Policing (London)

Part of the debate – in the House of Commons at 2:18 pm on 28th June 1985.

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Photo of Mr Giles Shaw Mr Giles Shaw , Pudsey 2:18 pm, 28th June 1985

The hon. Member for Hammersmith (Mr. Soley) will allow me at least to comment on the fact that a Government who have increased resources for the police from £1·1 billion to £2·8 billion, and have increased the number of police officers by 12,500 in four years, have made a sufficient demonstration of a commitment to law and order.

The crime figures have increased continuously and alarmingly for many years, as the right hon. Member for Manchester, Gorton (Mr. Kaufman) correctly pointed out, but there can be no suggestion of anyone being complacent about significant increases in crime. It is in no sense a comfort, but the increase in crime in England and Wales between 1979 and 1984 was about 37 per cent. whereas in the Metropolitan police area it was 29 per cent. Crime in London has not increased as alarmingly as elsewhere.

That is the magnitude of the task that faces the Metropolitan police and the Commissioner. That is why every effort is being bent towards seeing that London policing is redesigned to make it more effective in the continuing fight against crime.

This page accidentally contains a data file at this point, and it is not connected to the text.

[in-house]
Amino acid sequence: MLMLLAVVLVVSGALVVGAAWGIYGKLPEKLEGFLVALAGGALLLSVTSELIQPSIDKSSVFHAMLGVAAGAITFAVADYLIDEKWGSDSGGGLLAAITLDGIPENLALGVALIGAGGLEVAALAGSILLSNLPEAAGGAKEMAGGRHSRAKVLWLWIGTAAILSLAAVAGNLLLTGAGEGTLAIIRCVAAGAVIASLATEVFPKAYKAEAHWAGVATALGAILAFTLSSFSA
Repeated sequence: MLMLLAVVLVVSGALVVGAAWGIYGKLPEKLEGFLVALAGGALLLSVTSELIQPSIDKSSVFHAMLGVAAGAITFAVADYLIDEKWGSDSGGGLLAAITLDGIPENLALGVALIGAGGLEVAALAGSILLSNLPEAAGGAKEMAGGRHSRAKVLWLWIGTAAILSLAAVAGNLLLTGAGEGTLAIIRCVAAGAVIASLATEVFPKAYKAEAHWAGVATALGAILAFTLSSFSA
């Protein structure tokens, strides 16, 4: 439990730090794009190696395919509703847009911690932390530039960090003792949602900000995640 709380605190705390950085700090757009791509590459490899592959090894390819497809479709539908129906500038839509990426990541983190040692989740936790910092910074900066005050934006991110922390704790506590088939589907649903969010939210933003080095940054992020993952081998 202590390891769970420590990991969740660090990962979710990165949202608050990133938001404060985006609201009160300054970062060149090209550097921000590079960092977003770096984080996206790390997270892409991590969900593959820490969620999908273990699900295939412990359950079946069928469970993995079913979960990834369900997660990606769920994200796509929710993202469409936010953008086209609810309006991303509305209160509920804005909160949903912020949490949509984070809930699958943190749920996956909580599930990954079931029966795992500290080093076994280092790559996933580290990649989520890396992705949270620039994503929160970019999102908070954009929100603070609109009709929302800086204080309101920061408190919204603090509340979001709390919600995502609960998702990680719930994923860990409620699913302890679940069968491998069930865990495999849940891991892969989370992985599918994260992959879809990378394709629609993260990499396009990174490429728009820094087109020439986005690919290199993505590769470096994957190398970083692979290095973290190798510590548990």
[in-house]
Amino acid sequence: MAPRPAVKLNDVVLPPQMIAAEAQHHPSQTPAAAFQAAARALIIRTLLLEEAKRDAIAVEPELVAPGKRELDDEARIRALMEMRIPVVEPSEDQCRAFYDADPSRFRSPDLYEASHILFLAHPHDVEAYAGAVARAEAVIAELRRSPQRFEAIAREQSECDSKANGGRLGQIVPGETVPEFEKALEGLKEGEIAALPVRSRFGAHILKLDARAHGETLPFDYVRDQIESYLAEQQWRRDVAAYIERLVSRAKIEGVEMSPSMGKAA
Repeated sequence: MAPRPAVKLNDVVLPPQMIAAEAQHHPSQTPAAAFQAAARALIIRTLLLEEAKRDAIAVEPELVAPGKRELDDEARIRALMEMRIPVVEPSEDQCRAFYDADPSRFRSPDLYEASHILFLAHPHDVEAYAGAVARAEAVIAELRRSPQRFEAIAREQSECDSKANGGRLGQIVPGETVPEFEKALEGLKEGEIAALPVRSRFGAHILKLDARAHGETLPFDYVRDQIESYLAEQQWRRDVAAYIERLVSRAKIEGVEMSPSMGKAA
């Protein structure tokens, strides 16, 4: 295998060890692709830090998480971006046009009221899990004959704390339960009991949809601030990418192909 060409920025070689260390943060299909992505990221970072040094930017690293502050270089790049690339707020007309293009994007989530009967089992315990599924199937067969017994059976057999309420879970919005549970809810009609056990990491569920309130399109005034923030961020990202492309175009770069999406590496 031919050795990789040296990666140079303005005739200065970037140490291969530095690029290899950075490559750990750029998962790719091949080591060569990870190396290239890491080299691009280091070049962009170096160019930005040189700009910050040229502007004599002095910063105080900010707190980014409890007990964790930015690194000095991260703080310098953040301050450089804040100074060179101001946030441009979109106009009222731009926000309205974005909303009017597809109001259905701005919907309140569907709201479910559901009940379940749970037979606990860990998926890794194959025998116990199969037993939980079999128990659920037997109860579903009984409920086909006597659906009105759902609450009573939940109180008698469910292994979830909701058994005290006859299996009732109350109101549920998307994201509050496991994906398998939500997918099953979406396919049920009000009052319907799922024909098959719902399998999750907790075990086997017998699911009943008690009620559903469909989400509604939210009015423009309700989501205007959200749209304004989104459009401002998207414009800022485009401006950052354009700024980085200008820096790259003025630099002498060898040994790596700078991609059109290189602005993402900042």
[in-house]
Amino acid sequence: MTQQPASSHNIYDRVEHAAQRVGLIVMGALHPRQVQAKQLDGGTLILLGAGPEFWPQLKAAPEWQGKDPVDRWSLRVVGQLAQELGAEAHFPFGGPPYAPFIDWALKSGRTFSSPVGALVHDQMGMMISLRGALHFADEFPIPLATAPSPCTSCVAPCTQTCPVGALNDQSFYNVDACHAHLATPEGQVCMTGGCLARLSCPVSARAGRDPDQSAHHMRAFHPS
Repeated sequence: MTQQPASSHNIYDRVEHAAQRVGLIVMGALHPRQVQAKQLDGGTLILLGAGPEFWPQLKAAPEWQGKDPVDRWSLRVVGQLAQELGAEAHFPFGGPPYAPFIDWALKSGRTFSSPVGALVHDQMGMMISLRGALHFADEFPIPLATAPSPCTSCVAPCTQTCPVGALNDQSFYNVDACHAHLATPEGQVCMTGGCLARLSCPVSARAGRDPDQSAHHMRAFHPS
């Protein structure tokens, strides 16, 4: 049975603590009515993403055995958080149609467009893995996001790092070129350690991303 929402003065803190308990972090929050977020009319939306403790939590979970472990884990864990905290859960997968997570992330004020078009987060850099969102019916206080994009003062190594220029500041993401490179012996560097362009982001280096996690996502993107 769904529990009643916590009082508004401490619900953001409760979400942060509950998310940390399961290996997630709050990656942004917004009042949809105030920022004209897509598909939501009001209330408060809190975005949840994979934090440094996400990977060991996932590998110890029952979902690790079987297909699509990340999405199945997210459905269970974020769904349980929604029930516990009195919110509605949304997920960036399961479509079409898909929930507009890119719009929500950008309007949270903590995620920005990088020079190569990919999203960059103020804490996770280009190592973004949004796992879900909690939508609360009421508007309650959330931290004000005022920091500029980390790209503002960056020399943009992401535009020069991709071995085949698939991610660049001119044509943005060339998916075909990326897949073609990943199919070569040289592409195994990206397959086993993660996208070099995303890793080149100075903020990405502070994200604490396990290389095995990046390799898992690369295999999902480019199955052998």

Many hon. Members raised different matters in the debate. One of the most significant was in connection with reorganisation. The hon. Member for Newham, South (Mr. Spearing) referred to the areas. I make it clear that the decision on the eight areas is final, but that the decision on the divisions and how that works is a matter for which consultation is still in order. That is the backbone of the reorganisation.

Let us be clear about why this reorganisation is taking place. As the Commissioner says on page 17 of his report, when he considers the rationale behind that major reorganisation: the rationale for change lay in:badly defined roles which resulted in large parts of the organisation working towards their own ends rather than toward a shared purpose;too much energy and effort being wasted in keeping the organisation going instead of serving the mainline job of policing:the size and power of headquarters strangling the Force, taking up valuable manpower and placing unnecessary demands on the remainder; andthe tendency for the organisation to try to cope with problems through superficial changes in the bureaucratic system, rather than looking for real solutions. With such importance attached to it, that a major structural change is subject to the Commissioner's operational decision, in consultation with the police authority. That is the decision that has been made The consequence of that major change in structure will be to provide substantially more resources and, above all, substantially more focus on the boroughs, such as the one that the hon. Member for Newham, South represents—